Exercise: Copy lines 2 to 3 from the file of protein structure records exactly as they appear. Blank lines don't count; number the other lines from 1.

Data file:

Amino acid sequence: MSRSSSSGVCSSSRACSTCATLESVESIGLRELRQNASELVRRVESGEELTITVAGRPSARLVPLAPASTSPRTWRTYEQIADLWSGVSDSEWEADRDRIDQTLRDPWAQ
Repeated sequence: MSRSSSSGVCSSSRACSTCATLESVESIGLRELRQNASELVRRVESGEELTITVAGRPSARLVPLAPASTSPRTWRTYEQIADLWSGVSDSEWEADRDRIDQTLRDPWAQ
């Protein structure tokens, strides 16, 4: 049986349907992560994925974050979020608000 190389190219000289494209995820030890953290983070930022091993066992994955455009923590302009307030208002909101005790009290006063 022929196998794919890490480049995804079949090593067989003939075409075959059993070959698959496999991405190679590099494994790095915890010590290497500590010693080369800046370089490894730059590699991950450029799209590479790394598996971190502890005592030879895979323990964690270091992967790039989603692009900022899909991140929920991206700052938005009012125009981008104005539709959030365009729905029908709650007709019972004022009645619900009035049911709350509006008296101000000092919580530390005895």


Repeated sequence: MSRSSSSGVCSSSRACSTCATLESVESIGLRELRQNASELVRRVESGEELTITVAGRPSARLVPLAPASTSPRTWRTYEQIADLWSGVSDSEWEADRDRIDQTLRDPWAQ
């Protein structure tokens, strides 16, 4: 049986349907992560994925974050979020608000 190389190219000289494209995820030890953290983070930022091993066992994955455009923590302009307030208002909101005790009290006063 022929196998794919890490480049995804079949090593067989003939075409075959059993070959698959496999991405190679590099494994790095915890010590290497500590010693080369800046370089490894730059590699991950450029799209590479790394598996971190502890005592030879895979323990964690270091992967790039989603692009900022899909991140929920991206700052938005009012125009981008104005539709959030365009729905029908709650007709019972004022009645619900009035049911709350509006008296101000000092919580530390005895």